Federal Judge Denies Trump’s Request for DOJ to Intervene in Defamation Suit

E. Jean Carroll
E. Jean Carroll is seen in an undated photo released on June 25, 2019 Courtesy E. Jean Carroll/Handout via REUTERS

The Department of Justice (DOJ) cannot take over President Donald Trump’s defense in a libel suit brought by E. Jean Carroll, the United States District Court for the Southern District of New York ruled on October 27th.

Carroll accused Trump of raping her in a department store changing room in the 1990s. In interviews conducted in 2019, the President denied the claims, and suggested Carroll had fabricated the incident to sell copies of her new memoir. Carroll sued the president for defamation in his personal capacity in November of 2019.

In September, the DOJ asked the court for permission to replace the president’s private counsel because, they argued, Trump was acting in his official capacity when he denied Carrol’s accusations. Citing the Federal Tort Claims Act, the Department of Justice requested that the case be transferred to federal court.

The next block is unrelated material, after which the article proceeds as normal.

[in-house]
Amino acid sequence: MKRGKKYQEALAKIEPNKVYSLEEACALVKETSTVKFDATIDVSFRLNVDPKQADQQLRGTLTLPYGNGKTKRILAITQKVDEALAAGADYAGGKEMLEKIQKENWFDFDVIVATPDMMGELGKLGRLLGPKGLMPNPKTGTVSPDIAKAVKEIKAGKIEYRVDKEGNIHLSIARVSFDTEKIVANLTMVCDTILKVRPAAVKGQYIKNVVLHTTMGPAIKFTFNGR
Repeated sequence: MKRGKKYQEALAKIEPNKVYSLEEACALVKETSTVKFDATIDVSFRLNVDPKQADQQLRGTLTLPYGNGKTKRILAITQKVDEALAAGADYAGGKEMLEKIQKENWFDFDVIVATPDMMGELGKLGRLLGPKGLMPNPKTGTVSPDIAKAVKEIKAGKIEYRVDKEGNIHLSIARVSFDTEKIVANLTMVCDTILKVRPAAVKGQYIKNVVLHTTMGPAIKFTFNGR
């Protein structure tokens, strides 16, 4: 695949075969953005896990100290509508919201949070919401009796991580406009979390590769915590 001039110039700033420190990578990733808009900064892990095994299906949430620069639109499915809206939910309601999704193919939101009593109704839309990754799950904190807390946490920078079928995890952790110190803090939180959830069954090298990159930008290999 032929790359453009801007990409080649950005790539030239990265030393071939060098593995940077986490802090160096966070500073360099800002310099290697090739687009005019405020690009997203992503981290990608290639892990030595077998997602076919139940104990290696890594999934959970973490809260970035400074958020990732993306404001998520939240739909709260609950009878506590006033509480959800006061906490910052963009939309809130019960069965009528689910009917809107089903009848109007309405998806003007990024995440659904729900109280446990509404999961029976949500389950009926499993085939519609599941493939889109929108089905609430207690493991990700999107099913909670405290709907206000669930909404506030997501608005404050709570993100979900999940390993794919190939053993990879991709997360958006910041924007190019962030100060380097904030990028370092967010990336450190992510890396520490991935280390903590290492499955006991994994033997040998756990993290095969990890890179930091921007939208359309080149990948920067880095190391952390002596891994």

In her opinion filed on October 26th, U.S. District Judge Lewis Kaplan disagreed, “The president of the United States is not an ’employee of the government’ within the meaning of the relevant statutes.”

Until 1946, federal employees could not be held liable for civil wrongs–negligence, damage to property, slander–that occurred while they were performing their official duties. That year, Congress passed the Federal Tort Claims Act so that a person injured by a government employee acting within their scope of office had an opportunity to sue the government for damages. For example, the law enables a person to seek damages if a Postal Service driver crashes into their car while the driver is delivering mail. 

There were some exceptions. The law retained official immunity against libel claims, and as a result, officials could still not be sued for official speech. This is why Kaplan’s decision was so crucial: had she accepted the Justice Department’s argument, it would have likely spelled the end of Carroll’s case.

Ultimately, Kaplan agreed with Carroll’s lawyer that the Federal Tort Claims Act was not designed to protect the president and that even if it were, “his statements concerning Ms. Carroll were not within the scope of his employment.”

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